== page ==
But by having the PUC permit in hand, CMP can at least aspire to bring the project on line as planned in 2022. Thorn Dickinson, vice president with CMP parent company Avangrid Networks, said the company hopes to have all major permits in hand by year’s end so construction can begin. Public hearings for state environmental permits were held last week, and CMP hopes to have permitting decisions from the Department of Environmental Protection and the Land Use Planning Commission in the fall.

CMP already owns or has rights to all of the land along the 145-mile corridor in Maine, much of which is commercial forestland.

“We are thrilled with the decision,” Dickinson said. “It’s an 18-month proceeding that looked carefully at all of the issues and confirmed the substantial environmental and economic benefits associated with the project.”

Thursday’s decision by the three commissioners wasn’t a surprise. Two weeks ago, the PUC staff issued a recommendation report to the commission, outlining why the project should be approved.

Vannoy said commissioners had to balance the potential impacts with the “significant benefits” to the state. He said those benefits include displacing regional power generation by fossil fuels that pump climate-warming gases into the atmosphere, improved fuel security in New England and providing “a pathway” for additional megawatts at no cost to the state of Maine.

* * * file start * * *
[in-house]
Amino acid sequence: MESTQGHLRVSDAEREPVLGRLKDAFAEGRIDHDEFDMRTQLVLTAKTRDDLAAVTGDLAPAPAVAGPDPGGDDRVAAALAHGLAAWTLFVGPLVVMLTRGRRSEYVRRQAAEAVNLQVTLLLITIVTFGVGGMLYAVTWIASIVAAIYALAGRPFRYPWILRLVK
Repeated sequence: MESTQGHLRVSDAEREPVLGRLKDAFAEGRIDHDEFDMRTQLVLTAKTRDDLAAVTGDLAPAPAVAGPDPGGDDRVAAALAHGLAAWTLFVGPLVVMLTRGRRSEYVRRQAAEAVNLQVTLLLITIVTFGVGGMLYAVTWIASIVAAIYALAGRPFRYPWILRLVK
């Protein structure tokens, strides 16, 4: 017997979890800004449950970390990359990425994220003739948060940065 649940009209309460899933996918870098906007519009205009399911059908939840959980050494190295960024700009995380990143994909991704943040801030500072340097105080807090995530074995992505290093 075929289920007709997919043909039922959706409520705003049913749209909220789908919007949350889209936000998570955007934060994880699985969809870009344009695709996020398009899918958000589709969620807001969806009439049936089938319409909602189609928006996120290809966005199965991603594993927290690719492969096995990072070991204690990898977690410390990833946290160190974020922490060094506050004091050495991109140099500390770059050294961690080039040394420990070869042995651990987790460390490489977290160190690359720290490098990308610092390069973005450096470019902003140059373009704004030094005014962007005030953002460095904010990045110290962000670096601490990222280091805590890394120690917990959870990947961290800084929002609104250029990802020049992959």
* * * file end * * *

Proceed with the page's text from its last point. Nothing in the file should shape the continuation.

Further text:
“Any time you have a significant energy infrastructure project there are going to be adverse impacts along a corridor,” Vannoy said. “But we looked at that very carefully. It’s a working forest in that portion of Maine … and there are important things that the project is doing, like going under the Kennebec Gorge.”

CMP is also facing opposition within the Maine Legislature.

Several pending bills seek to interfere with the regulatory process by mandating an independent analysis of the project’s impact on climate change and restricting CMP’s ability to use eminent domain to take land. Another bill, which was the subject of a public hearing Wednesday, would delay any permits until after the Legislature adjourns next year.

The fate of those bills is unclear, particularly given Mills’ recent decision to support the project. The sponsor of another bill that would allow the governor to replace PUC commissioners at-will – rather than after their six-year terms expire – used social media to express his displeasure with the commission’s decision.

“Time for the Legislature to get involved, hold CMP accountable, give the public a vote, & push for the PUC members to be replaced,” Sen. Justin Chenette, D-Saco, posted on Twitter.

But Tony Buxton, an attorney with the Industrial Energy Consumer Group that includes major manufacturers, cautioned lawmakers against politicizing the regulatory process.


“This is a big step for Maine, but it starts an even more important debate,” Buxton said. “Do we decide energy policy by partisan politics? Or do we decide it by science and upon the considered judgment of regulatory officials we have empowered with the authority to make those decisions?”

Staff Writer Tux Turkel contributed to this report.

Kevin Miller can be contacted at 791-6312 or at: